He did it for years on the basketball court; now he’s doing it officially for the government as Israel’s first goodwill ambassador for the Ministry of Foreign Affairs.
He began his new role back in July and has already begun making the rounds, talking to groups, visiting college campuses and sharing what his life in Israel is like.
“I started in Miami with various groups and that was very interesting,” Brody said recently during a conference call hosted by The Israel Project, a non-profit organization that strives to provide accurate information on Israel to the media. “In my Boston visit, it was hosted by Alan Dershowitz and his students. I’ve been hearing from student bodies about how they feel about Israel, what they have to deal with in terms of propaganda [on campus].
“As a goodwill ambassador, I’m presenting things about Israel many people don’t know. I talk about daily life in Israel.”
Brody knows a thing or two about being young and Jewish in the United States. He was born here and went to the University of Illinois. One of the top basketball stars in the country, Brody joined the NBA Baltimore Bullets in the first round of the 1965 Draft — 13th overall.
But before he ever donned a Bullets uniform, he went to Israel for the first time, playing for the U.S. team in the Maccabiah Games and leading the squad to a gold medal. He came back to the States with much more than a medal around his neck.
“Because of the Games, I received my first opportunity to go to Israel,” Brody said. “I [went recently] to a Washington Wizards (formerly the Bullets) practice to meet with general manager Ernie Grunfeld, [owner] Abe Pollen and others who drafted me. They gave me permission to go to Israel. That’s when all my goals in life changed. My culture, my history opened before my eyes. Basketball is a small story in relation to the large story of being a part of Israel.”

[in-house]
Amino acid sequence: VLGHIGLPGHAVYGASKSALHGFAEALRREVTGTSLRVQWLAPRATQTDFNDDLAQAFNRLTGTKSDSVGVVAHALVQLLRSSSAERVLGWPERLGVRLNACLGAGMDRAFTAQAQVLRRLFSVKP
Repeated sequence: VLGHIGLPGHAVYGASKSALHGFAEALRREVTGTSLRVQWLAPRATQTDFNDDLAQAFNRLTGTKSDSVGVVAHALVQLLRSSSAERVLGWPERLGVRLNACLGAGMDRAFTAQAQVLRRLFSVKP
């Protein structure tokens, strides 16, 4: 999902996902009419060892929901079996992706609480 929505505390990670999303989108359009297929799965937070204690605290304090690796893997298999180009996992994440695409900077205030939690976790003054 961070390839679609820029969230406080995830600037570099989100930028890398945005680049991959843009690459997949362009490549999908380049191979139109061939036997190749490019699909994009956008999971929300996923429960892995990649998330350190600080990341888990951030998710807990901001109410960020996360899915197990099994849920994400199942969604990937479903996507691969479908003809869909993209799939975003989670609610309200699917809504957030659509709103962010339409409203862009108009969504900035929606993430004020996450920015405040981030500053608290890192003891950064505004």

Brody made aliya and played for Maccabi Tel Aviv in the Israeli professional league. He played with the club until 1980 and helped Israeli basketball reach new heights. Maccabi Tel Aviv won 10 domestic titles and six cups. He served as captain of the team from 1970-1977.
It was that 1977 campaign that really put Israeli basketball center stage. Brody led Maccabi Tel Aviv to an improbable European Championship. The “little team that could” prevailed over a juggernaut Soviet team that had beaten the United States in the Olympics and had bested European power Real Madrid.
Brody said right after the game, “We’re on the map.”
“It was spontaneous,” Brody said of the now-famous statement. “Many people in Israel didn’t think we had a chance. It came out of the heart. After the game, people were dancing the hora. It was a beautiful atmosphere of the excitement of our little country going against the big bear, beating an unbelievably good Russian team.”
It was on the basketball court, in many ways, where Israel first connected with the Soviet Union — now Russia.
The same could be said of Yugoslavia. There were no relations between the two nations until Israel went to Belgrade to play in that 1977 championship run. The Yugoslav government let people in for the game and Israel had roughly 5,000 people come cheer on Brody and company.
It’s this kind of experience, Brody said, that makes him well suited for his current role as a diplomat.
“I think [with] sport, the natural thing is diplomacy,” he said. “The U.S., with China, used ping pong. With Russia, we first met over basketball. Little did I know how much it meant to the country until we met with the prime minister in a special reception; there were 150,000 people waiting [for us when we returned]. Sports won over politics. When you’re talking about sports, it goes farther than any politics can go.”
(Jonathan Mayo, The Chronicle’s sports columnist and a staff writer for MLB.com, can be reached at email@example.com.)